Mocking the weak and stupid is universal human behaviour. So why is it global news when a young woman is ridiculed for asking an ill-informed question on Twitter?
“Is Wimbledon always held in London?” asked a 21-year-old Tyneside resident and Sunderland FC fan during the finals. She thought Wimbledon might have been the name of an itinerant sporting event, perhaps like the Olympic Games. Her tweet was retweeted more than 7000 times, she copped abuse aplenty — and then deleted her Twitter account in shame.
That’s sad, given it’s a fair question. None of us know every detail of sports we don’t follow. Wimbledon was actually in Surrey, not London, until the boundaries were changed in 1965. And how many Londoners could name all the suburbs of, say, Newcastle?
It’s sadder, for humanity as a whole, that this event immediately became global news. And sadder still that pretty much every single news story blammed the medium of Twitter, or the internet in general, rather the people involved.
I won’t name the woman here. She’s suffered enough. But everyone else seems to have named her, even her local paper.
But with 2.5 billion of us using the internet today, including the vast majority of Westerners, the internet and social networks are no longer separate, special places populated by separate, special people. It’s just us. Humanity, in its glorious ugly warts-and-all beauty, doing what it does.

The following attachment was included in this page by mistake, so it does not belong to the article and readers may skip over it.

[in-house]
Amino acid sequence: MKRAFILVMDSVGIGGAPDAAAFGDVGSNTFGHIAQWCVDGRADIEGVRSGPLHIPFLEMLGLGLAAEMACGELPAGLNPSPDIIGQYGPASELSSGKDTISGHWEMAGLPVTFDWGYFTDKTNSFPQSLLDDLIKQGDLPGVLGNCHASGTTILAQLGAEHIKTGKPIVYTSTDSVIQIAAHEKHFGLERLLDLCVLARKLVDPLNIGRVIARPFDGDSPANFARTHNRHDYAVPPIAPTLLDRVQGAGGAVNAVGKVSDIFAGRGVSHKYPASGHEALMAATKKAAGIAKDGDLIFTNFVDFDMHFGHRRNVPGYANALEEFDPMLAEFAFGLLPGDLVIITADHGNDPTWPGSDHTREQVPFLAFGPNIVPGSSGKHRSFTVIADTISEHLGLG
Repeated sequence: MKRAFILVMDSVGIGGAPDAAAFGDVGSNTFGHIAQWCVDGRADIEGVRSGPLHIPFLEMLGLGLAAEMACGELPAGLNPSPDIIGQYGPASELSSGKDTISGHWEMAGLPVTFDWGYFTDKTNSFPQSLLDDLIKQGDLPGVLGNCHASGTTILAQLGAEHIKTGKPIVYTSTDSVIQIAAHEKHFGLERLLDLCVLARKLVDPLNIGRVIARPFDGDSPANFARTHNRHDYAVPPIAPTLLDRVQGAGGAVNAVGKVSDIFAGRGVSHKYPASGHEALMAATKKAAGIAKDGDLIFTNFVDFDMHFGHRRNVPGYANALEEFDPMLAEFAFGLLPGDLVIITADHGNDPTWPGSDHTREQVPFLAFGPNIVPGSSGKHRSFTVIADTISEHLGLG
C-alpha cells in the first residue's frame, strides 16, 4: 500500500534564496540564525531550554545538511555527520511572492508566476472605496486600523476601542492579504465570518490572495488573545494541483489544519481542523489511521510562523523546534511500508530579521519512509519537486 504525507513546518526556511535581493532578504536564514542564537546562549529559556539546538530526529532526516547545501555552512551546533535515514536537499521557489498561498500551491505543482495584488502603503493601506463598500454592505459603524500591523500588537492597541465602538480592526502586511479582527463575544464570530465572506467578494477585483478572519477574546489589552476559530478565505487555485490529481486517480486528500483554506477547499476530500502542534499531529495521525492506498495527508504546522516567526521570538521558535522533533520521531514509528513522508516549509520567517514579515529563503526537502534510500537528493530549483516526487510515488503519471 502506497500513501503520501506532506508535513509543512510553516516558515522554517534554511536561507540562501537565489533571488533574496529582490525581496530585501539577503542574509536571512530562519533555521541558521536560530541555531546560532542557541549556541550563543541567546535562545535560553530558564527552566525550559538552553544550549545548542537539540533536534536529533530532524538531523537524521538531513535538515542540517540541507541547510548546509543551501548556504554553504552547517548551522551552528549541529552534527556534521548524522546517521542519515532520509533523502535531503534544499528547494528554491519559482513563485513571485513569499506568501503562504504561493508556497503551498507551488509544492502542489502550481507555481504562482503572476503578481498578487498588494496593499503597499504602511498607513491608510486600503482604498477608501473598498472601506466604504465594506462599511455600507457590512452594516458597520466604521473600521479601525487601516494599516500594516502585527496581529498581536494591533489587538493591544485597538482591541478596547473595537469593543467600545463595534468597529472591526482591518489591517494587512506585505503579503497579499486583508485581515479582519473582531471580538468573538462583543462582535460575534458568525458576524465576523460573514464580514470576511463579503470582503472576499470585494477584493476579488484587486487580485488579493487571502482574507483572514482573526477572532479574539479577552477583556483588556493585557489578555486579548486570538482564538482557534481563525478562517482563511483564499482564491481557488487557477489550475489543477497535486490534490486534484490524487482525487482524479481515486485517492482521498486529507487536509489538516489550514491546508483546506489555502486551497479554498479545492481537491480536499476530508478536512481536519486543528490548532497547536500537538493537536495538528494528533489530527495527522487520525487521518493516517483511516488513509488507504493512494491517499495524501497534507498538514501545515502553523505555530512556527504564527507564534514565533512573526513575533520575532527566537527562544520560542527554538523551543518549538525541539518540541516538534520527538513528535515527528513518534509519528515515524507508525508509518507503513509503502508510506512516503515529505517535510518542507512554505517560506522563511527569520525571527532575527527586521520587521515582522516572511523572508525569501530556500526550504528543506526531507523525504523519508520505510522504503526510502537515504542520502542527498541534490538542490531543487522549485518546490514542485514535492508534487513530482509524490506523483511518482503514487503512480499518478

Do news outlets refer to events happening because of “the dark side of the bus”? No. Well some do. And then we laugh at them.
If news outlets are writing about perfectly ordinary human behaviour as if it’s news, just because it’s happening online, then all they’re demonstrating is that they’re well behind the pace of most of us, not ahead. That is, they’re failing.
Fairfax sprinted even further into the derp zone by categorising the story under “technology”. Why? Because Twitter happens via computers and smartphones? Like, um, the entire rest of human intercourse in the 21st century?
I look forward to Fairfax reporting the next domestic murder via the real estate pages because it happened in a house.
The one vaguely technological angle to this story is that people’s behaviour online, in computer-mediated communications, tends to be more extreme compared with how they might interact face to face.
Online, you can’t see the subtle cues — facial gesture, body language, “um” and “err” vocalisations — that indicate what you’re saying is upsetting the other person or even making them angry. When chatting in a group situation like Twitter, you don’t see the similar clues from your friends that tell you, “mate, you’re going to far”.
Then there’s the stupid people with poorly-developed theory of mind who can’t connect the words they’re seeing on screen with a real living, breathing human being who might be reacting emotionally. You can always spot their people in an online argument. They’re the ones who justify their behaviour with “it’s not real, it’s only the internet” — as if your mother is suddenly not your mother when you phone her rather than joining her for Sunday lunch.
But all that was documented by MIT sociologist and psychologist Sherry Turkle in her book Life on the Screen. In 1995. Eighteen years ago. So that’s not really news either.
Final bonus points to The Sun, though, for referring to the hapless young woman as “a tennis dimwit” and quoting just one unsourced comment on her tweet, “the dumbest thing I’ve ever heard”. As opposed, presumably, to the intellectual achievements of its own audience.